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Charles F. Mancino and Joseph Troll

Combining frequent N applications and irrigations for turfgrasses grown in sandy soils is a common occurrence on golf course putting greens. A greenhouse study was conducted to determine leaching losses of nitrate and ammonium nitrogen from `Penncross' creeping bentgrass (Agrostis palustris L.) growing on an 80 sand:20 peat soil mixture following frequent, moderately heavy irrigations and light or moderate N fertilizer applications. Nitrogen sources included calcium nitrate, ammonium nitrate, ammonium sulfate, urea, urea formaldehyde and isobutylediene diurea. Application levels were 9.76 kg N/ha per 7 days and 19.52 kg N/ha per 14 days for 10 weeks. Irrigation equivalent to 38 mm·week-1 was applied in three equal applications. Overall, 46% of the applied water leached. Total leaching losses were <0.5% of the applied N. Nitrate represented the major portion of the leached N, with ammonium losses being negligible. There were no differences between sources when applied at these levels. In a second study, a single 48.8 kg N/ha application resulted in higher leaching losses of N, but only calcium nitrate and ammonium nitrate had total losses > 2% (2.80% and 4.13%, respectively, over an n-day period). Nitrate concentrations were found to exceed 45 mg·liter-1 for ammonium nitrate.

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Hudson Minshew, John Selker, Delbert Hemphill, and Richard P. Dick

Predicting leaching of residual soil nitrate-nitrogen (NO3-N) in wet climates is important for reducing risks of groundwater contamination and conserving soil N. The goal of this research was to determine the potential to use easily measurable or readily available soilclimatic-plant data that could be put into simple computer models and used to predict NO3 leaching under various management systems. Two computer programs were compared for their potential to predict monthly NO3-N leaching losses in western Oregon vegetable systems with or without cover crops. The models were a statistical multiple linear regression (MLR) model and the commercially available Nitrate Leaching and Economical Analysis Package model (NLEAP 1.13). The best MLR model found using stepwise regression to predict annual leachate NO3-N had four independent variables (log transformed fall soil NO3-N, leachate volume, summer crop N uptake, and N fertilizer rate) (P < 0.001, R 2 = 0.57). Comparisons were made between NLEAP and field data for mass of NO3-N leached between the months of September and May from 1992 to 1997. Predictions with NLEAP showed greater correlation to observed data during high-rainfall years compared to dry or averagerainfall years. The model was found to be sensitive to yield estimates, but vegetation management choices were limiting for vegetable crops and for systems that included a cover crop.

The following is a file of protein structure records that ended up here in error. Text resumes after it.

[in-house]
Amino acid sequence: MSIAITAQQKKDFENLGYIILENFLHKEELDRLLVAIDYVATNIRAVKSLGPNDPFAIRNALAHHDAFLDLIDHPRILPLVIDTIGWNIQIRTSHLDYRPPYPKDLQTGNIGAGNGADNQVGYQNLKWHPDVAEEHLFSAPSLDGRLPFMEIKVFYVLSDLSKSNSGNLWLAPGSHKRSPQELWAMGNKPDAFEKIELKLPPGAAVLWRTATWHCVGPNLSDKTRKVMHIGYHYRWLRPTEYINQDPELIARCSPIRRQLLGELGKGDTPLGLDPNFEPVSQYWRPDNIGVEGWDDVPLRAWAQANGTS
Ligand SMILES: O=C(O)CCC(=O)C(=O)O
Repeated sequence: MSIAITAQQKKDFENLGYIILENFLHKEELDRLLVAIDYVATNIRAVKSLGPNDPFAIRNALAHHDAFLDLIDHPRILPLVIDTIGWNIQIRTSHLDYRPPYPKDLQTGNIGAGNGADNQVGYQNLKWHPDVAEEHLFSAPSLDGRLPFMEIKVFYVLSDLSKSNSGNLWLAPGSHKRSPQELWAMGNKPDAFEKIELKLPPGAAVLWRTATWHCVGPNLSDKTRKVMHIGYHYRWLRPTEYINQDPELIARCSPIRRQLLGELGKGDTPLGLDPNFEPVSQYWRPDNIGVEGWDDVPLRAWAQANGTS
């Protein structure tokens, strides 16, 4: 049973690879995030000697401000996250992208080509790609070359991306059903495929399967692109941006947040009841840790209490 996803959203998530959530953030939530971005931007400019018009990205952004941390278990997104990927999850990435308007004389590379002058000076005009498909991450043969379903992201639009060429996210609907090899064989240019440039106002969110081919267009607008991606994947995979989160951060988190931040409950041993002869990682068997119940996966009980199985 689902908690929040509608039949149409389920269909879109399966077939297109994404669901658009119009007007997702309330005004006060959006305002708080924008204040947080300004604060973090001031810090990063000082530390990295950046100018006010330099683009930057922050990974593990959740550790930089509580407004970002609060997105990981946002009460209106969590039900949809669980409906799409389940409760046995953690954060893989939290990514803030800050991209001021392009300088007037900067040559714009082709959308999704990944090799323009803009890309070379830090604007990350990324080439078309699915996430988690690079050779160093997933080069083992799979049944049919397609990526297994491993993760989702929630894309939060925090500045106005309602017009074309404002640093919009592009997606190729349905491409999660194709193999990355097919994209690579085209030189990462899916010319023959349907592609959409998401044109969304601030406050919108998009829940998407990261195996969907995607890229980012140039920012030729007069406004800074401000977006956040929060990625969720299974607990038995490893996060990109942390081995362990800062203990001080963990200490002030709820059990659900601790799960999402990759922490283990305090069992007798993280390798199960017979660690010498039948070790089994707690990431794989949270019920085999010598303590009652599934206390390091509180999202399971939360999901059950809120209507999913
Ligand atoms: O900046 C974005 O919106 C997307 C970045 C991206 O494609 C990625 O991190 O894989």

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Janet C. Cole and John M. Dole

A 3 pine bark: 1 peatmoss: 1 sand (by volume) medium was amended with 7.7 g P as superphosphate, triple superphosphate, ammonium phosphate, or controlled-release ammonium phosphate per 1000 g medium (3.8 liters). The medium was then leached with 250, 350, or 450 ml distilled, deionized water daily for 25 days. Phosphorus leaching curves were then generated for each fertilizer. A subsequent study determined the effect of these four P fertilizers on growth of marigold seedlings in the greenhouse. Superphosphate, triple superphosphate, and ammonium phosphate rapidly leached from the medium, while the controlled-release ammonium phosphate was retained for a longer time. Marigold growth was not affected by fertilizer type; however, marigolds grown in P-amended media were larger than those grown without P. These studies indicate that amending container growing medium with superphosphate or triple superphosphate prior to planting may not be cost-effective.

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Richard F. Smith, Louise E. Jackson, and Tiffany A. Bensen